Our finding that SA, a high middle-income country by World Bank criteria, has a greater overall density of diagnostic imaging equipment than Zimbabwe and Tanzania, both low-income countries, is intuitive. The same is true for our demonstration that public sector imaging resources broadly reflect national per capita healthcare expenditure. However, the relationship between healthcare expenditure, diagnostic imaging equipment resources and healthcare indicators is more complex. Despite Zimbabwe's annual per capita healthcare expenditure, and its public-sector plain X-ray equipment resources being three-times that of Tanzania, all major Zimbabwean healthcare indicators are inferior to those of Tanzania. Similarly, despite SA's annual per capita healthcare expenditure exceeding that of Tanzania by 16-fold and the average density of SA public sector imaging resources surpassing those of Tanzania by 30-fold across the modalities, SA healthcare indicators are not commensurate. While these observations underscore the "complex, manifold and intricate" nature of health systems [17], it is salutary to note the equitable distribution of basic Tanzanian public-sector X-ray equipment. It is possible that the distribution of basic public sector radiological equipment in Tanzania is a reflection of equitable distribution of other key resources in the healthcare system. Of note, the geographic mal-distribution of Zimbabwean healthcare resources has been implicated in the failure of the national public-sector referral system. Patients have been observed to bypass their nearest peripheral facility due to lack, or perceived lack, of basic resources, in preference for care at a higher-level public facility or in the private sector [17,34]. The strength of this quantitative work is its foundation on the RPAZ official database of registered diagnostic imaging equipment, together with the RPAZ's full collaboration in the project. A limitation is the absence of a qualitative component to assess equipment functionality. It is possible that this introduced an overall positive bias in Zimbabwe's public sector resources. A further limitation is the absence of ultrasound data. Ultrasound equipment is not registered, since it does not involve ionizing radiation. This limitation is common to all current analyses of national diagnostic imaging resources and is a major constraint in the evaluation of the imaging capacity in LMICs, where ultrasound plays a potentially pivotal role. This paper represents the third in a series of planned manuscripts analyzing registered radiological equipment resources in individual Southern African countries. It is hoped that the paper provides some insight into how such analyses contribute to the discourse on access and equity in healthcare. Such work can potentially be integrated into future, broader, health service and health systems analyses, and is becoming increasingly important as diagnostic imaging assumes an ever more pivotal position at all levels of health care delivery. Furthermore, it is hoped that this document will stimulate similar analyses in other WHO regions and provide a framework for such work, thereby enhancing understanding of the determinants of imaging resources and utilization at country-level.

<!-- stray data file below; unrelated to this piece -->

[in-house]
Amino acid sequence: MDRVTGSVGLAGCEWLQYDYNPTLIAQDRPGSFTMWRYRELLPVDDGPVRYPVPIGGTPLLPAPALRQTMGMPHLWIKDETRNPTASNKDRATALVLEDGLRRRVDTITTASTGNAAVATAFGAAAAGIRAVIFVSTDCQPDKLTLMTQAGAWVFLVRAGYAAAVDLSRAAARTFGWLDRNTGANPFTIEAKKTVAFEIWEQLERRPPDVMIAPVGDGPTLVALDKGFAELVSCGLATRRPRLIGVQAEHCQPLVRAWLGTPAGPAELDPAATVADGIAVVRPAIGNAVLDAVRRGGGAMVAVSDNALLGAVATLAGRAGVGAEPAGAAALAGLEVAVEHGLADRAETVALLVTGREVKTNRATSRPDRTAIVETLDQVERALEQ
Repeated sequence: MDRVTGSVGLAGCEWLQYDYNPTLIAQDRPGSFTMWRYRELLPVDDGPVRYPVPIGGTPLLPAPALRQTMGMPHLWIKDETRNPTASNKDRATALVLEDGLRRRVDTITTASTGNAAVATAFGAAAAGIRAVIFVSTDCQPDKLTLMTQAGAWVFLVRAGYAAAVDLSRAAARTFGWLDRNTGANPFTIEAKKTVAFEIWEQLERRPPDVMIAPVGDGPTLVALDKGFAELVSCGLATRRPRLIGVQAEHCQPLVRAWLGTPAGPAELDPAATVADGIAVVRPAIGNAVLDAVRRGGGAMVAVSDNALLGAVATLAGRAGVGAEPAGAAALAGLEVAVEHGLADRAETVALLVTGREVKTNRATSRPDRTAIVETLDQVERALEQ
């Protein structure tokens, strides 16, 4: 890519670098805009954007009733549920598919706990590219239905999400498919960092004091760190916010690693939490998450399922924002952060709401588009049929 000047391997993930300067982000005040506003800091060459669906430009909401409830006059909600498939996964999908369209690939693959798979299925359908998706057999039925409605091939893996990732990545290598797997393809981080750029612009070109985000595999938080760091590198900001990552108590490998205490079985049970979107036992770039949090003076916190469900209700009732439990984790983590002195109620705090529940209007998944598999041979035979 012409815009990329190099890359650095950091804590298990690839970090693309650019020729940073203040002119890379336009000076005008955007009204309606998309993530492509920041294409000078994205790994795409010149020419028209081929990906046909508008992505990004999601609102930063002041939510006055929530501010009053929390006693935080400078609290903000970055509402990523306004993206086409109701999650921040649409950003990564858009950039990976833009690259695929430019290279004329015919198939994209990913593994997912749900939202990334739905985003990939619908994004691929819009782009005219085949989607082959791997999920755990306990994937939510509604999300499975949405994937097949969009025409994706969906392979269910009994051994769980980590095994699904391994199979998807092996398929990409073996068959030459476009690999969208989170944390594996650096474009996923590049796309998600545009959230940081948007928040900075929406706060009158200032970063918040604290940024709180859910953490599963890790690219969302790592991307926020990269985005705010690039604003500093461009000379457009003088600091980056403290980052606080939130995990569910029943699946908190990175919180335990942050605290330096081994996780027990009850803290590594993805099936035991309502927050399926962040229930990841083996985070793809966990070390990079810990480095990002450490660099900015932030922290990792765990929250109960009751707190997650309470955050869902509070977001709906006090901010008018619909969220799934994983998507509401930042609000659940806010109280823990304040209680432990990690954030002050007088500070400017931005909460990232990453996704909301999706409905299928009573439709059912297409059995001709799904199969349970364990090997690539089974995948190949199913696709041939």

Conclusion Up    Down

There exists an overall shortfall in basic radiological equipment resources in Zimbabwe, and there is inequitable distribution of existing resources. This study highlights the role of a national audit of registered radiology equipment in defining country-level health coverage and equity, and providing medium-term planning data.

What is known about this topic

  • Basic radiological services, such as plain X-rays and ultrasound, are required for effective primary care;
  • The World Health Organization (WHO) postulates that one basic X-ray and ultrasound unit for every 50,000 people will meet 90% of global imaging needs;
  • There is a paucity of detailed data on in-country registered radiological equipment resources, globally.

What this study adds

  • It shows that access to basic X-ray equipment (11 units/10 6people) in Zimbabwe's public healthcare sector is approximately half the recommended WHO benchmark (20 units/106 people);
  • It highlights the 5-fold disparity in basic public-sector X-ray resources between the least- and best-resourced regions, and the 16-fold disparity between public- and private-sector access to basic X-ray services;
  • It illustrates how a national audit of registered radiology equipment can provide insights into country-level health coverage and equity, and assist in medium-term healthcare planning, to meet WHO radiological benchmarks.

 

 

Competing interests Up    Down

The authors declare no competing interests.

 

 

Authors’ contributions Up    Down

TM and RDP conceived the project. TM and JB collected and collated the data. TM conducted the initial data analysis with assistance from RDP. TM drafted the initial manuscript. RDP provided editorial input and critical revision of the manuscript for intellectual content. All the authors have read and agreed to the final manuscript.

 

 

Acknowledgments Up    Down

The authors acknowledge the Radiation Protection Authority of Zimbabwe particularly Mr Justice Chipuru for data compilation, and the Ministry of Health and Child Welfare in Zimbabwe.

 

 

Tables Up    Down

Table 1: Zimbabwean population by region

Table 2: registered Zimbabwean radiology equipment units by region, modality and healthcare sector

Table 3: registered Zimbabwean radiology equipment units per million people, by region, modality and healthcare sector

Table 4: comparison of Zimbabwean, Tanzanian and South African registered radiology equipment resources, by modality and health sector

Table 5: comparison of Zimbabwean, Tanzanian and South African demographic, economic and health indicator data

 

 

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Original article

An audit of licensed Zimbabwean radiology equipment resources as a measure of healthcare access and equity

Original article

An audit of licensed Zimbabwean radiology equipment resources as a measure of healthcare access and equity

Original article

An audit of licensed Zimbabwean radiology equipment resources as a measure of healthcare access and equity